Ashwagandha has been called the king of Ayurvedic herbs. It’s best known for reducing stress and anxiety. It may also modestly enhance various aspects of physical performance, increase testosterone levels, and improve reproductive health, but more research is needed to confirm these effects.
Ashwagandha is most often used for
Ashwagandha (Withania somnifera), also known as Indian Ginseng, is an herb used in Ayurveda, the traditional medicine of India. Its root has a horsey smell and is said to confer the strength and virility of a horse. In Sanskrit, ashva means “horse” and gandha means “smell.” Various parts of the plant are used, but the most common supplemental form is an extract of its roots.
Ashwagandha is classified as an adaptogen, meaning it’s purported to enhance the body’s resilience to stress. Rodent and cell culture studies suggest that ashwagandha provides a wide range of health benefits, but there is a lack of direct evidence in humans to support most of these effects.
Ashwagandha is best known for its anxiolytic (anti-anxiety) and stress-relieving effects. It also seems to reduce cortisol levels. In addition, a growing body of evidence supports the efficacy of ashwagandha for improving total sleep time and sleep quality in people with and without insomnia.
There is increasing interest in ashwagandha among athletes. Ashwagandha has been reported to improve VO2max, and preliminary evidence suggests that it improves upper and lower body strength, lower body power, and recovery. It’s unclear whether these effects persist in well-trained athletes. Ashwagandha may also improve sperm quality parameters in men with fertility issues.
Ashwagandha appears to be safe, but more long-term research specifically designed to evaluate its safety is needed. Ashwagandha may cause mild drowsiness and sedation for some people.
Ashwagandha contains numerous bioactive compounds, namely alkaloids, flavonoids, glycosides, steroids, and steroidal lactones. Within the steroidal lactones are withanolides, which are considered to be responsible for most of the plant’s benefits.
Most of ashwagandha’s benefits are at least partly due to its potent antioxidant and anti-inflammatory properties. Ashwagandha can increase levels of antioxidant enzymes like glutathione peroxidase and superoxide dismutase, while also inhibiting lipid peroxidation. For more information on mechanisms of action, including molecular targets, see the Research Breakdown section.
As part of its ability to reduce stress and anxiety, ashwagandha also appears to influence the hypothalamic-pituitary-adrenal axis — which plays a central role in the stress response — as evidenced by its ability to decrease cortisol levels. Furthermore, ashwagandha seems to alter the signaling of several neurotransmitters, which are dysfunctional in anxiety disorders. Its ability to enhance GABAA receptor signaling, specifically, is thought to underlie its benefits for sleep.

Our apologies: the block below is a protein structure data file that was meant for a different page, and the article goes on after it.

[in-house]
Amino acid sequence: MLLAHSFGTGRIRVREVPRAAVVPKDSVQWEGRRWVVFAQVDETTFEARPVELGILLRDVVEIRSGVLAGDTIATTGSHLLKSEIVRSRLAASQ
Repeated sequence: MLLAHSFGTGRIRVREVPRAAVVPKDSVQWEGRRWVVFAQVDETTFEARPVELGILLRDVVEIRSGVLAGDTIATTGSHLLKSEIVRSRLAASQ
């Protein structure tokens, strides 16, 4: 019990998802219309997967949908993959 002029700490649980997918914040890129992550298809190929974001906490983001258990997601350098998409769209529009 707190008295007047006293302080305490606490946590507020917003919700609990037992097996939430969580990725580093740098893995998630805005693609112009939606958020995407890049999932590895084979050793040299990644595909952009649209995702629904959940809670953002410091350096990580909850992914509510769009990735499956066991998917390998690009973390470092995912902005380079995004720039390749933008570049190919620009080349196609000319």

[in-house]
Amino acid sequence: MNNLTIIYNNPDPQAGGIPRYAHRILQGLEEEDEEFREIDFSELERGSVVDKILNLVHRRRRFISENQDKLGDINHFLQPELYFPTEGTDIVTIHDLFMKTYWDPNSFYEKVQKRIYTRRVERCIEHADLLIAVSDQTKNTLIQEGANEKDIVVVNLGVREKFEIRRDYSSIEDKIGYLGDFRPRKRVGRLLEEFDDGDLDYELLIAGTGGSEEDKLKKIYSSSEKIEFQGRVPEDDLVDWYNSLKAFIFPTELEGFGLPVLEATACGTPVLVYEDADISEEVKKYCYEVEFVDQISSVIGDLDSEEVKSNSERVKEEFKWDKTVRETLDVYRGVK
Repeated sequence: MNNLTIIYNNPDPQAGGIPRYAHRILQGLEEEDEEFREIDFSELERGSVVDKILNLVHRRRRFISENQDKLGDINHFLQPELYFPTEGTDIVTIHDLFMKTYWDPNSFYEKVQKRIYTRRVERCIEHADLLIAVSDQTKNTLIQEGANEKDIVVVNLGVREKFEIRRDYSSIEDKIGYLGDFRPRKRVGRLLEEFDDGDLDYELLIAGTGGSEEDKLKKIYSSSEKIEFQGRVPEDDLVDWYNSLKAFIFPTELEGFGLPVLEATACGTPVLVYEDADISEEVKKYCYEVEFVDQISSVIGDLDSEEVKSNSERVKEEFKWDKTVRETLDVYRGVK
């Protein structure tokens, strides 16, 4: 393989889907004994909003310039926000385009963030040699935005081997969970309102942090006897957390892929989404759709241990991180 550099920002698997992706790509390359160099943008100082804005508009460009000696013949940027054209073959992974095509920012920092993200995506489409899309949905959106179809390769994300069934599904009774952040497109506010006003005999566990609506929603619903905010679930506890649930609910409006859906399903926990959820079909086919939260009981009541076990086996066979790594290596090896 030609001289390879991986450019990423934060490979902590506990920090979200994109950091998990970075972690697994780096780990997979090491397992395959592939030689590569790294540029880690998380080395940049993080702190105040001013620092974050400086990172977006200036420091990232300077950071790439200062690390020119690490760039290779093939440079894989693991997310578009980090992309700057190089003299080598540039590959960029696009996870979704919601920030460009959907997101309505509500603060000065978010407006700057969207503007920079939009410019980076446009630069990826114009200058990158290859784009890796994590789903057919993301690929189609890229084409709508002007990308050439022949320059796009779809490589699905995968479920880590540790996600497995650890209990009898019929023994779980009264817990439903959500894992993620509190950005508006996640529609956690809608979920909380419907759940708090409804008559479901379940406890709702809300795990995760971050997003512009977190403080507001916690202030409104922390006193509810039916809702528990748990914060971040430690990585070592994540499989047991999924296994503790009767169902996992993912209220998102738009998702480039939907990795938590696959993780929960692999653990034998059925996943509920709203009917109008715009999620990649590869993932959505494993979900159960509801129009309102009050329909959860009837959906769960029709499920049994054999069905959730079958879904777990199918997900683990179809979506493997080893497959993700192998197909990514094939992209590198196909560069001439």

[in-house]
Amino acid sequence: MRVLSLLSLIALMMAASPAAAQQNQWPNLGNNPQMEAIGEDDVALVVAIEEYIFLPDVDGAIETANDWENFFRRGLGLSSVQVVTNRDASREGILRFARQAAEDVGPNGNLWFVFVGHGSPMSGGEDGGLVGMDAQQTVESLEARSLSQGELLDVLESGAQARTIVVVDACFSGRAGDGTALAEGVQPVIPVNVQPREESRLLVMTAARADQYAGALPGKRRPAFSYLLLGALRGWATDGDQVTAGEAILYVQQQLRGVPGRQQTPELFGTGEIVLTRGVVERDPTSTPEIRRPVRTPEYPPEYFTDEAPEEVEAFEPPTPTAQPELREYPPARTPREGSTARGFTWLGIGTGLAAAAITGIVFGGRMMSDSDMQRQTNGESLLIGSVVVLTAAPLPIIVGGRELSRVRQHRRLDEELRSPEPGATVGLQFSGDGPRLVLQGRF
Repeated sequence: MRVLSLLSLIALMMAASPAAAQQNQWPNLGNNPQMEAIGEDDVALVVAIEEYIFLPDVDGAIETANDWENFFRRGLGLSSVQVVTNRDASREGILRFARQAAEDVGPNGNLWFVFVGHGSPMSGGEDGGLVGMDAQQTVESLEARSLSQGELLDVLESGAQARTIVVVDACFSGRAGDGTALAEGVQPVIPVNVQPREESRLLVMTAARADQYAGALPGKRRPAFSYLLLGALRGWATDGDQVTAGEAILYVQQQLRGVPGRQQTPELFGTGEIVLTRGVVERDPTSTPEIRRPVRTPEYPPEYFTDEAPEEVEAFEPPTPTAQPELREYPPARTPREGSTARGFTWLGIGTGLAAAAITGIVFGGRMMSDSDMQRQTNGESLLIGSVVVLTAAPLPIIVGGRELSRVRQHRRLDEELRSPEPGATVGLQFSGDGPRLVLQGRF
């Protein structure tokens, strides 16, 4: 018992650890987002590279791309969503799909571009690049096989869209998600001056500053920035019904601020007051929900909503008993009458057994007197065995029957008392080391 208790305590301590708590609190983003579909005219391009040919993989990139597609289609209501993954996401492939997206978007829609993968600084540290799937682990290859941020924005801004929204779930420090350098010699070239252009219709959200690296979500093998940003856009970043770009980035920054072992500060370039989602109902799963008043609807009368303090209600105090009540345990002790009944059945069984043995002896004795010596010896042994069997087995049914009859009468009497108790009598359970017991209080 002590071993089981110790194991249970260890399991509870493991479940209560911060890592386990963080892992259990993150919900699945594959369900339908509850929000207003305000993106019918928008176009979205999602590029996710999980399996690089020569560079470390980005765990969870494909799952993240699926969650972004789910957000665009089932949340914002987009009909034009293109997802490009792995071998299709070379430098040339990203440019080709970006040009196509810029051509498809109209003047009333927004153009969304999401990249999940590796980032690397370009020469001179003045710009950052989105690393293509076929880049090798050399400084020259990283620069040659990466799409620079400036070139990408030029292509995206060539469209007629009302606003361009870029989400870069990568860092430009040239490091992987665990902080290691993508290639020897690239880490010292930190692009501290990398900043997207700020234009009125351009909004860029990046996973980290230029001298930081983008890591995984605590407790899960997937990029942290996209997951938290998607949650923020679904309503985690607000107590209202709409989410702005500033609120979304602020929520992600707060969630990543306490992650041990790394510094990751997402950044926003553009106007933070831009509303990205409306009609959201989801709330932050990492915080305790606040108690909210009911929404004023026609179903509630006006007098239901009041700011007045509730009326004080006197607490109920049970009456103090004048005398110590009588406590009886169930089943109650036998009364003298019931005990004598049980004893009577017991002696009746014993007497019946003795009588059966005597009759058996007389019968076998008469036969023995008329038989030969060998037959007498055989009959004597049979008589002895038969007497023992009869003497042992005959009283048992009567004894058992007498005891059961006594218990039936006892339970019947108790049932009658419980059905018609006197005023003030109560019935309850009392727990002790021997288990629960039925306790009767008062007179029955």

Ashwagandha may improve endurance performance by increasing levels of hemoglobin (the protein in red blood cells responsible for transporting oxygen to the rest of the body) but more studies are needed to confirm this effect.
Ashwagandha’s ability to improve reproductive health is attributed to its antioxidative effects in combination with its ability to increase testosterone levels. This effect is more notable in men with infertility and low testosterone levels, but preliminary evidence suggests ashwagandha may boost testosterone levels in healthy men as well.
- Withania Somnifera
- Indian Ginseng
- Smell of Horse
- Winter Cherry
- Withania coagulans (Different Plant)
Studies on ashwagandha have used dosages of 250–600 mg/day of a root extract. The most common dosing protocol is 600 mg/day divided into two doses, with one taken in the morning with breakfast and the other in the evening.
Evidence suggests that 600 mg/day is superior to lower doses for improving sleep. Similarly, 600–1,000 mg/day may be more beneficial than lower doses for athletes undergoing an intensive exercise regimen. However, more research is needed to confirm the idea that doses above 600 mg/day yield greater benefits.
It is unknown if ashwagandha loses its potency with daily long-term usage, but due to its possible drug-like effects on neurotransmission, this hypothesis cannot be ruled out. It’s also unknown if taking breaks from ashwagandha or taking it every other day influences its effectiveness.